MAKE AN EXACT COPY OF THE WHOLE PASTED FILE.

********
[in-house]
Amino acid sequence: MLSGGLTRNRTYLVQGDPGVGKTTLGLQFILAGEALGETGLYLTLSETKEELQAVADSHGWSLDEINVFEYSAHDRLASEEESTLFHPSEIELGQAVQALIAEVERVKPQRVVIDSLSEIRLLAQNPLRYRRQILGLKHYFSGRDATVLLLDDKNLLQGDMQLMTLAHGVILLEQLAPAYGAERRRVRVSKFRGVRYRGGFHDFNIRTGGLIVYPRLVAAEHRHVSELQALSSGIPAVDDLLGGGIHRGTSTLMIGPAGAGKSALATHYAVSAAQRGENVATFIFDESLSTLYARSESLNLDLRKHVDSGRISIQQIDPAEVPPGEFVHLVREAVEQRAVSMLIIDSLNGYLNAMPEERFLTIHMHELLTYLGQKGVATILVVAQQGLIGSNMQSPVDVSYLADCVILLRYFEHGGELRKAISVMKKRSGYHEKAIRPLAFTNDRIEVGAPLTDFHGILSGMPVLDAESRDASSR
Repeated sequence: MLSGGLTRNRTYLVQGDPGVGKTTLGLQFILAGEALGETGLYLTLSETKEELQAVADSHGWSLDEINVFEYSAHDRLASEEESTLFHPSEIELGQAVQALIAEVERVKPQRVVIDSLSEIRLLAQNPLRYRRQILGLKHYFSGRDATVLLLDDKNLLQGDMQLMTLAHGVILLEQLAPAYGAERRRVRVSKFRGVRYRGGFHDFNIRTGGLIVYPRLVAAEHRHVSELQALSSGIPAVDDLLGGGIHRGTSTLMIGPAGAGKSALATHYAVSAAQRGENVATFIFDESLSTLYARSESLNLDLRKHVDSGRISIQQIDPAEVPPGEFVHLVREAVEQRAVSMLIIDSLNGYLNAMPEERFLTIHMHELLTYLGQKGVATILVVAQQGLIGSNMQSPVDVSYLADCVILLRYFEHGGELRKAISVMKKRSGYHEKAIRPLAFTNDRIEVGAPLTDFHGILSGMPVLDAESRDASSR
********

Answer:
[in-house]
Amino acid sequence: MLSGGLTRNRTYLVQGDPGVGKTTLGLQFILAGEALGETGLYLTLSETKEELQAVADSHGWSLDEINVFEYSAHDRLASEEESTLFHPSEIELGQAVQALIAEVERVKPQRVVIDSLSEIRLLAQNPLRYRRQILGLKHYFSGRDATVLLLDDKNLLQGDMQLMTLAHGVILLEQLAPAYGAERRRVRVSKFRGVRYRGGFHDFNIRTGGLIVYPRLVAAEHRHVSELQALSSGIPAVDDLLGGGIHRGTSTLMIGPAGAGKSALATHYAVSAAQRGENVATFIFDESLSTLYARSESLNLDLRKHVDSGRISIQQIDPAEVPPGEFVHLVREAVEQRAVSMLIIDSLNGYLNAMPEERFLTIHMHELLTYLGQKGVATILVVAQQGLIGSNMQSPVDVSYLADCVILLRYFEHGGELRKAISVMKKRSGYHEKAIRPLAFTNDRIEVGAPLTDFHGILSGMPVLDAESRDASSR
Repeated sequence: MLSGGLTRNRTYLVQGDPGVGKTTLGLQFILAGEALGETGLYLTLSETKEELQAVADSHGWSLDEINVFEYSAHDRLASEEESTLFHPSEIELGQAVQALIAEVERVKPQRVVIDSLSEIRLLAQNPLRYRRQILGLKHYFSGRDATVLLLDDKNLLQGDMQLMTLAHGVILLEQLAPAYGAERRRVRVSKFRGVRYRGGFHDFNIRTGGLIVYPRLVAAEHRHVSELQALSSGIPAVDDLLGGGIHRGTSTLMIGPAGAGKSALATHYAVSAAQRGENVATFIFDESLSTLYARSESLNLDLRKHVDSGRISIQQIDPAEVPPGEFVHLVREAVEQRAVSMLIIDSLNGYLNAMPEERFLTIHMHELLTYLGQKGVATILVVAQQGLIGSNMQSPVDVSYLADCVILLRYFEHGGELRKAISVMKKRSGYHEKAIRPLAFTNDRIEVGAPLTDFHGILSGMPVLDAESRDASSR